Healthcare providers routinely use measurement to determine physical health, but according to Psychiatry Online, only 11% of psychologists and 18% of psychiatrists apply a rating system during their routine mental healthcare practice. In mental health and substance disorder care, about 95% of measures used to assess quality in health plans, or that become the basis for reimbursement incentives, are all process measures. However, despite its infrequent use, measurement-based care (MBC) is a proven, powerful tool for improving treatment outcomes. This explains why it's used by the nation's largest integrated healthcare system: the Veterans Health Administration, a component of the United States Department of Veterans Affairs (VA).
Before we discuss how MBC works within the VA, let's take a step back and gain a better understanding of measurement-based care.
What Is Measurement-Based Care?
In a blog post, Dr. Tom Young, a board-certified family physician, and the chief medical officer and founder of nView Health, provides the following measurement-based care definition: "Measurement-based care is, in its simplest form, measuring an outcome secondary to an intervention. That intervention could be in a physical health realm, such as a surgical procedure or prescribed medication. It could also be any number of interventions in the world of behavioral health, such as transcranial magnetic stimulation, medication, or therapy. Whatever the intervention is, MBC is designed to look at the outcome." (Measurement-Based Care is the process required to remove unwarranted variation from diagnosis and treatment.)
Another way of looking at it: measurement-based care evaluates a patient's signs and symptoms before, during, and after treatment to enhance behavioral health outcomes. Clinical care is based on measurements such as lab results, vital signs, and self-reported patient data, and the measurement-based care approach is considered a critical component in several evidence-based practices and frameworks usually added to any treatment.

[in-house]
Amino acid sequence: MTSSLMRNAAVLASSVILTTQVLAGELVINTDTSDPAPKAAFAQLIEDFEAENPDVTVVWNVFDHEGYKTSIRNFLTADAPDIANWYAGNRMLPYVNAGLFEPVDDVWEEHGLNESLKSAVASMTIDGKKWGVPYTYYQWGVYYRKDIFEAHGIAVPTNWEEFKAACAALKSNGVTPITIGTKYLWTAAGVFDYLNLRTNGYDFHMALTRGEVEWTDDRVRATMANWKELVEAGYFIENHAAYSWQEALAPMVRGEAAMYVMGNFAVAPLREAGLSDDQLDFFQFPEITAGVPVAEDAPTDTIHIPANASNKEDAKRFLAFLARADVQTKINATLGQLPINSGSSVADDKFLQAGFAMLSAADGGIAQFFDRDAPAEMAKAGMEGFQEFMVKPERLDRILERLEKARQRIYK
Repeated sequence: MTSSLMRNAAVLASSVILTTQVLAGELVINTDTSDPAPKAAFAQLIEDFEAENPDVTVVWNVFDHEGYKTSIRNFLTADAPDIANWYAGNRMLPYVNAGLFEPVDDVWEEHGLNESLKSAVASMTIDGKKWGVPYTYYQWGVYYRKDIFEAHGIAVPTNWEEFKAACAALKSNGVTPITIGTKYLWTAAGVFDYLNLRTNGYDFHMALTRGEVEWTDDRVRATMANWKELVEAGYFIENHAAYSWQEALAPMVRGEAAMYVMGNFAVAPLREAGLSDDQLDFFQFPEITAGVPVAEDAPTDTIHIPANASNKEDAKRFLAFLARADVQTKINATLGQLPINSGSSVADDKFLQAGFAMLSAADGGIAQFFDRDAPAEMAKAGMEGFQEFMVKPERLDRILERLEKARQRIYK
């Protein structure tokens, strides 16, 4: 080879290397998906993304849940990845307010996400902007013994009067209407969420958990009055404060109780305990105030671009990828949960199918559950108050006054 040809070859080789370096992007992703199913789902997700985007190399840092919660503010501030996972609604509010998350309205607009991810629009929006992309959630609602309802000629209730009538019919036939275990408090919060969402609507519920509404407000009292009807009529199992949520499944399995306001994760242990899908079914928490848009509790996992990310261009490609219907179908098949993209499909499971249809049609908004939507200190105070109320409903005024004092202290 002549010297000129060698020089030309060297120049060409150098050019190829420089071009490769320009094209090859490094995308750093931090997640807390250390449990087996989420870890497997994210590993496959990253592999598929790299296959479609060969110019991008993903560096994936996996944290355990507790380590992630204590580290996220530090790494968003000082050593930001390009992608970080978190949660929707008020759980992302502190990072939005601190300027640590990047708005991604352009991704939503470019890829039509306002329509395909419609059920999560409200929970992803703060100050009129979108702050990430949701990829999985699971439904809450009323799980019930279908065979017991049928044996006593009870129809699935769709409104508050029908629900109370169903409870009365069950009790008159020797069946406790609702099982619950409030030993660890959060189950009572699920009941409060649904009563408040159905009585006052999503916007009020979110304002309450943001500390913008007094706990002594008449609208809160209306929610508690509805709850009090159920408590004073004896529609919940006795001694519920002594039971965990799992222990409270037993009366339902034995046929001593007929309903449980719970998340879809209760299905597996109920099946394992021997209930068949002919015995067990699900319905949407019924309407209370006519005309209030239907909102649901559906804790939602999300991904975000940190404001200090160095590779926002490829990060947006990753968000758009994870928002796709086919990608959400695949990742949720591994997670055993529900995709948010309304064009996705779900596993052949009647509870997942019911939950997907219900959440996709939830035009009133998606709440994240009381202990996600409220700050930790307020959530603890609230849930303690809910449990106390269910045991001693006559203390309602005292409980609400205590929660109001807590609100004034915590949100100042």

Clinicians tend to use a step-by-step approach for assessing and treating symptoms and reviewing outcomes, and then adjust their care approach when patients are unresponsive to the treatment. Despite wide acceptance of this approach and understanding of the benefits of measurement-based care, use in behavioral health is less common. If more widely used, numerical frameworks could support mental health treatment plans and evidence-based practices.
Data collection regularly provides insight into the patient's progress and helps keep the focus on current targets through the following ways:
- Symptom rating scales: Clinicians can employ quantitative measures to obtain a precise picture of an individual patient's needs. Symptom rating scales streamline the assessment process and help in making differential diagnoses. Both therapist and patient can participate in using rating scales. Unlike clinician-rated scales, patient-rated scales are less time-consuming and provide essential insights into the patient's experience.
- Collaboration and value-based care: There's an increasing demand by payers for accurate assessments and outcome measures in the current healthcare environment. With the advent of value-based care, Medicare, Medicaid, and a growing number of commercial payers, are increasingly requiring objective documentation of improvement. Measurement-based care provides empirical evidence of clinical outcomes for value-based care.
Finally, screening and monitoring over time support an integrated care model. Tracking outcomes based on measurement-based care tools such as rating scales offer an objective look into the patient’s health. Quantitative measures are easily accessible for collaborating providers as they supplement the documentation to give the entire care team a clearer picture.
Why Is Measurement-Based Care Important?
Among the benefits of measurement-based care is that data collected from questionnaires can signal when a treatment is not working or not working as effectively as desired and help reduce unwarranted variation in care. If providers intend to address a lack of progress in treatment or reduction in previous treatment gains, measurement-based care informs discussions in progress and the changes needed during a patient’s individual treatment.